Would-be manufacturers of supersonic business jets–Aerion, Gulfstream and Supersonic Aerospace International–are encouraged by an updated FAA policy statement that aligns noise limits for future civil supersonic aircraft with current Stage 4 noise regulations. According to the FAA, this action is intended to provide guidance on noise limits for supersonic jets.
Aerion, the U.S. company that is developing a supersonic business jet (SSBJ), has welcomed an FAA policy shift which it believes “seems to crack open the door for supersonic cruise speeds” if, in the words of FAA policy guidance released last month, “the noise impacts of supersonic flight are shown to be acceptable.”
Hopeful manufacturers of supersonic business jets–Aerion, Gulfstream and Supersonic Aerospace International–are encouraged by an updated FAA policy statement issued last week to align noise limits for future civil supersonic aircraft with current Stage 4 noise regulations.
“Everybody talks about the weather,” Mark Twain once famously quipped, “but nobody ever does anything about it.”
Gulfstream has recruited company veteran Robert Cowart to be the new director of supersonic technology development. He most recently served as project engineer for the supersonic technology program. In his new position, Cowart is responsible for the development of advanced technology supporting quiet supersonic flight over land, with a principal focus on sonic boom suppression concepts.
It is almost five years since the Concorde retired, but little has been achieved in terms of replacing the world’s most iconic commercial aircraft.
A passive sound-reduction kit for the Pilatus PC-12 lowers cabin noise by 55 percent in the speech interference level and by 80 percent in the average “A” weighted scale, according to Western Aircraft, the Boise, Idaho company offering the kit. The kit uses a variety of soundproofing materials installed throughout the cabin of the turboprop single, adding between about 90- and 120 lb to the aircraft’s empty weight. The kit costs $21,602.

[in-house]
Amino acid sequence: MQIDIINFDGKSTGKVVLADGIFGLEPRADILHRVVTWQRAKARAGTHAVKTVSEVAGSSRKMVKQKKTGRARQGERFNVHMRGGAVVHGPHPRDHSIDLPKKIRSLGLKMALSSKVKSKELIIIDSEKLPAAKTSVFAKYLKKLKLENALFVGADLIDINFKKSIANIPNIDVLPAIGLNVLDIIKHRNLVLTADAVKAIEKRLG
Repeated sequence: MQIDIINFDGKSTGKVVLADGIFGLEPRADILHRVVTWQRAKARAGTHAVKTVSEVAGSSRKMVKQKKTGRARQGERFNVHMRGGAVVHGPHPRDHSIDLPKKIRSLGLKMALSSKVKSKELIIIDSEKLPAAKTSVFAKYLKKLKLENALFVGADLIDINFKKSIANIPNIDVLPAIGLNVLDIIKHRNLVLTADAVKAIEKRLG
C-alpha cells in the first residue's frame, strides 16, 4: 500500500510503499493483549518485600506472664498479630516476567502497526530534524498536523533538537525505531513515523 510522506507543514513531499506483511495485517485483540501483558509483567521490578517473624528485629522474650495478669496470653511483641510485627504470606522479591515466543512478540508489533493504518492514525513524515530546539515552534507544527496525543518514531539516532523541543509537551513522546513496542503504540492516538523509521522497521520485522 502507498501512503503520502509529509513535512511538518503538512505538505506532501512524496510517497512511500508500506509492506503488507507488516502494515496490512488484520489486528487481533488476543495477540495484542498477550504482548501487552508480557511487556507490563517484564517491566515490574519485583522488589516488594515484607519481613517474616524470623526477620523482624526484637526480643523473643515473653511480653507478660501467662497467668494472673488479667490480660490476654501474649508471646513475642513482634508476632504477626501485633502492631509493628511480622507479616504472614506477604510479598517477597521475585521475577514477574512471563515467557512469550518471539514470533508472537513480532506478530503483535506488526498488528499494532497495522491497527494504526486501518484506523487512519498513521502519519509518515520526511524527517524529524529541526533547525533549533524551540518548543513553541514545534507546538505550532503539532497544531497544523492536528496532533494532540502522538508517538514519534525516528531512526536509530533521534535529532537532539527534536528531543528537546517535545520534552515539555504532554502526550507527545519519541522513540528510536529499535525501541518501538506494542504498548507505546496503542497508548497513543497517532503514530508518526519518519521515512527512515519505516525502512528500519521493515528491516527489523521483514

Economical, practical, environmentally friendly supersonic flight is the next big thing in commercial aviation. Or is it? From where aeronautical technology stands today, practical supersonic flight (and by “practical,” we do not mean the Anglo-French Concorde, which generates noise and atmospheric pollution levels that preclude all but the smallest volumes of operation) is far off.
Broadband cabin noise, which can greatly fatigue passengers in even the most finely appointed business aircraft, could be a thing of the past if a new system from Britain’s Ultra Electronics and Qinetiq makes it to market. Early next year the partners are expecting to flight test new-generation hybrid active/passive mounts positioned between the fuselage and cabin trim panels.
The prospect of designing a supersonic business jet that meets market requirements and environmental noise constraints at a price that will attract buyers remains compelling, and research continues. The Department of Aerospace Engineering at the University of Illinois at Urbana-Champaign recently signed an agreement to research SSBJ sonic boom mitigation with Rolls-Royce Deutschland and Gulfstream Aerospace.